Now imagine that the surveillance team is equipped with a device that uses AI, that is programmed to identify and alert personnel to the presence of multiple persons known to be a threat, even at a distance. The device predicts the likelihood of threat to the operation, alerts personnel and reports back to control. Control then decide how to proceed. This is just one example of how new technology that uses AI could potentially save lives.

i7ense acts as the ‘control centre’ for multiple surveillance operations. It can easily link long-range networks and saves official personnel time by gathering intel and running multiple complex tasks. It can enhance military operations by running tasks that do not require human input, leaving official personnel freer to make the critical decisions on strategy.

It is important that personnel are trained to use new technology effectively. Personnel will still have to anticipate, after an alert of a potential threat, many different scenarios that could proceed from there, as current laws prohibit the development of AI technology that can take lethal action without human input.

Can AI really replace humans?

The short answer is no. The benefits of using AI technology is that it can automate tasks that do not require decisions that involve ethical considerations. AI was never developed to replace humans; its history documents its purpose of streamlining tasks, calculating equations quickly, deciphering code and relieving official personnel of having to have eyes on every part of an operation. The purpose of AI is not to take jobs, but to allow official personnel to do their jobs more effectively, which will lead to enhanced security and better protection.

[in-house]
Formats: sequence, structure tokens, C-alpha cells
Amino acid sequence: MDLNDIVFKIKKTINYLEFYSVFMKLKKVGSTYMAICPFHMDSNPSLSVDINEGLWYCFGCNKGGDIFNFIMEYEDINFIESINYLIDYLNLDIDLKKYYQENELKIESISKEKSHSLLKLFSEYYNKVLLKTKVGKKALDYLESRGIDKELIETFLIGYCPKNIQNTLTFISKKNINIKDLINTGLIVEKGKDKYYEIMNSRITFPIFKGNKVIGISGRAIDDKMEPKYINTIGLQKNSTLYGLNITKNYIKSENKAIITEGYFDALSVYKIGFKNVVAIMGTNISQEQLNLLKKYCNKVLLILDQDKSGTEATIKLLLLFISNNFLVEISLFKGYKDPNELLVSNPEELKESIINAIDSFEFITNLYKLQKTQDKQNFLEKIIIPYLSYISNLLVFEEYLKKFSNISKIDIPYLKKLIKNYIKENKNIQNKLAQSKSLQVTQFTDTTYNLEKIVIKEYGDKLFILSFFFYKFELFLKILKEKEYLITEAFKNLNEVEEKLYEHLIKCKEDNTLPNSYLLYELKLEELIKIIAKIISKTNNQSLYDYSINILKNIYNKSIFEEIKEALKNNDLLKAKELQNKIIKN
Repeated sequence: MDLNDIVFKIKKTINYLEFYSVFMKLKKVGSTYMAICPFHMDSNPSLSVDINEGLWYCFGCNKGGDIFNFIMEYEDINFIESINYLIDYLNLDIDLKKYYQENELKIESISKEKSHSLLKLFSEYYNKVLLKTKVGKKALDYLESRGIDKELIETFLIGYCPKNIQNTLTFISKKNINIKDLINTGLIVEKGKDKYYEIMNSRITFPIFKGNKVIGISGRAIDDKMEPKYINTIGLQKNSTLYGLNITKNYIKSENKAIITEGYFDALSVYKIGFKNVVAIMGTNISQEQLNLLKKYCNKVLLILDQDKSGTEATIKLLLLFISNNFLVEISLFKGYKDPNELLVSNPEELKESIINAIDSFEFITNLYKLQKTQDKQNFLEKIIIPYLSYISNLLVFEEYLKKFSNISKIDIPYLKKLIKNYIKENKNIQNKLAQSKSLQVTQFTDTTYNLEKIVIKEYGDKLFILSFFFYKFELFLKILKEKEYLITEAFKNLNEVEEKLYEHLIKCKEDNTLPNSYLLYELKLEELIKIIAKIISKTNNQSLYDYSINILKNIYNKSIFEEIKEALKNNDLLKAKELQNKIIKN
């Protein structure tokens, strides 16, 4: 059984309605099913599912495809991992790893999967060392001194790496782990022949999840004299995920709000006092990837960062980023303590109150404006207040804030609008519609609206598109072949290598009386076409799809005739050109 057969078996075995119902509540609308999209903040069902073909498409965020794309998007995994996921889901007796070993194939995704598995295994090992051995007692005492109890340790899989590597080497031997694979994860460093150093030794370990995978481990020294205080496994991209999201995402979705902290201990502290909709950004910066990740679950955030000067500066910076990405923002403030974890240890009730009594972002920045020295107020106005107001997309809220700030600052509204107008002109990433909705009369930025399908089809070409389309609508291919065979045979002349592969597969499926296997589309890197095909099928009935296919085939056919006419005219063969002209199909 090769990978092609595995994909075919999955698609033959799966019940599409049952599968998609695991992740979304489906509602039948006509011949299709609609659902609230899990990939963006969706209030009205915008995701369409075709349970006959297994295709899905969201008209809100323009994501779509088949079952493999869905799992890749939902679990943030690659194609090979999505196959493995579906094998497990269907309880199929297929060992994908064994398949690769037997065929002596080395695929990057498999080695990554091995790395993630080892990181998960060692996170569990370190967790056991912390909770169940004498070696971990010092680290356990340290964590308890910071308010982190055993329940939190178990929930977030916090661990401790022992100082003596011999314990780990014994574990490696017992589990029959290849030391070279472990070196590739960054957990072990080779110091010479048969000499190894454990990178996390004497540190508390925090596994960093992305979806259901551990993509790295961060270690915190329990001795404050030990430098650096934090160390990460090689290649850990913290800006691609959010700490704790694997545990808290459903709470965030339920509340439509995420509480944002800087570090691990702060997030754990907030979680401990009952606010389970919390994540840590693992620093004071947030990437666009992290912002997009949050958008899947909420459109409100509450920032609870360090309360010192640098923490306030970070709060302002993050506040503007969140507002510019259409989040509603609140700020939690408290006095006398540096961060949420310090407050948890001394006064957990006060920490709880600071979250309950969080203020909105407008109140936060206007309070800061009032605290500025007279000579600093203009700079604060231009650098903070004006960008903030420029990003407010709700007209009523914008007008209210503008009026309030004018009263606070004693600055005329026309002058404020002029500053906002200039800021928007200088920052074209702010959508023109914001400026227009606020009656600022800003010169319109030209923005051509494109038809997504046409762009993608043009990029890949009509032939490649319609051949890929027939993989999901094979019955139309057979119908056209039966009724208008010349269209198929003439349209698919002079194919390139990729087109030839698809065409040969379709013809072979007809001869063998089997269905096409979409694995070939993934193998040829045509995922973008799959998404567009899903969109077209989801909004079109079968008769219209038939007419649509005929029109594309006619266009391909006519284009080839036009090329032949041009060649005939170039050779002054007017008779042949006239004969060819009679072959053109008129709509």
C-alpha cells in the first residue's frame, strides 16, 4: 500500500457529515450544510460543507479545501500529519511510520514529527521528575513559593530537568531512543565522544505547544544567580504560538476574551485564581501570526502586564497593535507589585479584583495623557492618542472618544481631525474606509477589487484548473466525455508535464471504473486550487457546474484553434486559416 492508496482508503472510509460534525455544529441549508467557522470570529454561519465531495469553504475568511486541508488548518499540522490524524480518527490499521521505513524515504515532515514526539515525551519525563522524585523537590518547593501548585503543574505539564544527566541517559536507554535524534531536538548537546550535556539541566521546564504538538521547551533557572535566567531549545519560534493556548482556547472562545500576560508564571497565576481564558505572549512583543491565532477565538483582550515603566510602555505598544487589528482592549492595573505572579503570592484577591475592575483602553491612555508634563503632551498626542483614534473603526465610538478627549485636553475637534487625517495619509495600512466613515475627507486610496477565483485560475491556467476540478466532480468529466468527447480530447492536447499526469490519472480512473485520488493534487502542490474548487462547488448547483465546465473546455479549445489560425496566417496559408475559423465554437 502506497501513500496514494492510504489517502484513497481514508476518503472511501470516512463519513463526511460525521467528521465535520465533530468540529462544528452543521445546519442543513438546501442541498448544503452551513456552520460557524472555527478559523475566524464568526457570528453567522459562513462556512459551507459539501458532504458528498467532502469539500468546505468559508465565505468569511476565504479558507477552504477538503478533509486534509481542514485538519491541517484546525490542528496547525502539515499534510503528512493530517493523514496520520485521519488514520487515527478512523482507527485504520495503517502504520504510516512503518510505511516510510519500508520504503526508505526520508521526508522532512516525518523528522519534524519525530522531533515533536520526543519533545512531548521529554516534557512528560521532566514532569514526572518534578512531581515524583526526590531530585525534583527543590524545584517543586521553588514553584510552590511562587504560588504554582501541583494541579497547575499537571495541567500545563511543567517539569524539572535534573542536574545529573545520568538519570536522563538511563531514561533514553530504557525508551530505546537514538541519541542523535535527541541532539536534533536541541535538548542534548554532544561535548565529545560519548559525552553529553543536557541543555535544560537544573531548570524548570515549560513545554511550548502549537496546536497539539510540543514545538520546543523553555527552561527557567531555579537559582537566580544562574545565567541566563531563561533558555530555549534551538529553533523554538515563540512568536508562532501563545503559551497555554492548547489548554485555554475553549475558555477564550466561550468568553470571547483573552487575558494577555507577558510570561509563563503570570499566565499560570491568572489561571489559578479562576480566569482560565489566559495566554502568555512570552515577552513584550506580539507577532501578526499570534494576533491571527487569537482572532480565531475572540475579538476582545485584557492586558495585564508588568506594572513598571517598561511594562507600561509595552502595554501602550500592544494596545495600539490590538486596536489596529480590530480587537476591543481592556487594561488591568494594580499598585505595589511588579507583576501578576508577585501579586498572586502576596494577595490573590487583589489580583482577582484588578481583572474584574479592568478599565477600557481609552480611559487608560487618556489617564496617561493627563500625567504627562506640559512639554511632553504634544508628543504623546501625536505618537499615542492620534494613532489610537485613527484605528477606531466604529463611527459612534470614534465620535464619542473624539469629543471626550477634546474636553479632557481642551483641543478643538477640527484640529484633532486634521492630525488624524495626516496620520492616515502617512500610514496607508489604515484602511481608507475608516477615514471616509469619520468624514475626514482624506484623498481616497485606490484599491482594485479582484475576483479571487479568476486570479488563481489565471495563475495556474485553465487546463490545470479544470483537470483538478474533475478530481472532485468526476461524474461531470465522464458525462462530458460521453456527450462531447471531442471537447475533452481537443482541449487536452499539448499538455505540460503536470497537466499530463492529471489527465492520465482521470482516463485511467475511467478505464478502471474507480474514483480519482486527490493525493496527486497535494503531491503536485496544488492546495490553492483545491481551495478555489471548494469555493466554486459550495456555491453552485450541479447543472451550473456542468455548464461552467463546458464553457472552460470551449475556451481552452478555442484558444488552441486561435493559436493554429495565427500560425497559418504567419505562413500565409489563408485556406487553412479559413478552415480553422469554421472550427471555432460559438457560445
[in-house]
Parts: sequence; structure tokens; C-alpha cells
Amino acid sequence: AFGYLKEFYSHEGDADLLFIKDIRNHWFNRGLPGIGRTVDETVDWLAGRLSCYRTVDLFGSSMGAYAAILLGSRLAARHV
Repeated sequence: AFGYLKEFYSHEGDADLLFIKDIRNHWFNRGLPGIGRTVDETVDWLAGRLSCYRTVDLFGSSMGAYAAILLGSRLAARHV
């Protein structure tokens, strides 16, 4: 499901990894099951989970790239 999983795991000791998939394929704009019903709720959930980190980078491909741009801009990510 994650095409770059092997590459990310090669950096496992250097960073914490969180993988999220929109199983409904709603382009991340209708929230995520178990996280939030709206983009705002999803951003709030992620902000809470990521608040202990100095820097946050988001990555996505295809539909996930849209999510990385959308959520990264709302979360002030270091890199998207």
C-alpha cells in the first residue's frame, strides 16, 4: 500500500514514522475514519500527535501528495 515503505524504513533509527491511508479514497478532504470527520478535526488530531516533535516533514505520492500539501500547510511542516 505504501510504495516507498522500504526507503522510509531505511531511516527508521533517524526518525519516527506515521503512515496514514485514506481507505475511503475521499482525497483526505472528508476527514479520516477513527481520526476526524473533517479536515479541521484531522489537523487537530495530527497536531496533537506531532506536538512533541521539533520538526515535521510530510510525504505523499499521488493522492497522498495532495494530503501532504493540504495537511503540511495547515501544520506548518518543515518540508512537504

It is critical for the defence industry to not only keep up with developments in new technology but to aim to be a world leader in utilising the newest developments in technology to protect us. Technology that uses AI has a long and successful history of keeping us safe and fears around new technology, though understandable, are unfounded.

AI can be a powerful ally in reducing terror threats, cyber crime and threats to military operations.

Technology that uses AI delivers intel, not info. Developers of AI technology are certainly not interested in invading the privacy of law-abiding citizens. If you are not a person of interest to the defence sector, you have no reason to fear a future where AI will become more prominent in defence and military operations.


Dean Enon, PR Director, Montpellier Public Relations


Georgina Bull, Senior PR Executive, Montpellier Public Relations


01242 262977


Seven Technologies Group (7TG) is a UK defence manufacturer, specialising in the provision of intelligence, surveillance and reconnaissance (ISR) systems.

With more than 40 years of industry experience and a combined legacy of 180 years of real-world operational experience, 7TG prides itself in offering its customers the right solution for the right environment.

7TG combines operational experience with world-class engineering to provide its customers with world-leading ISR capability.

7TG’s offerings can be split into two categories:

  • Electronic surveillance devices to provide advanced ISR capability.
  • Robust and practical global tracking solutions designed from 40-year legacy (following a merger with Datong UK Ltd).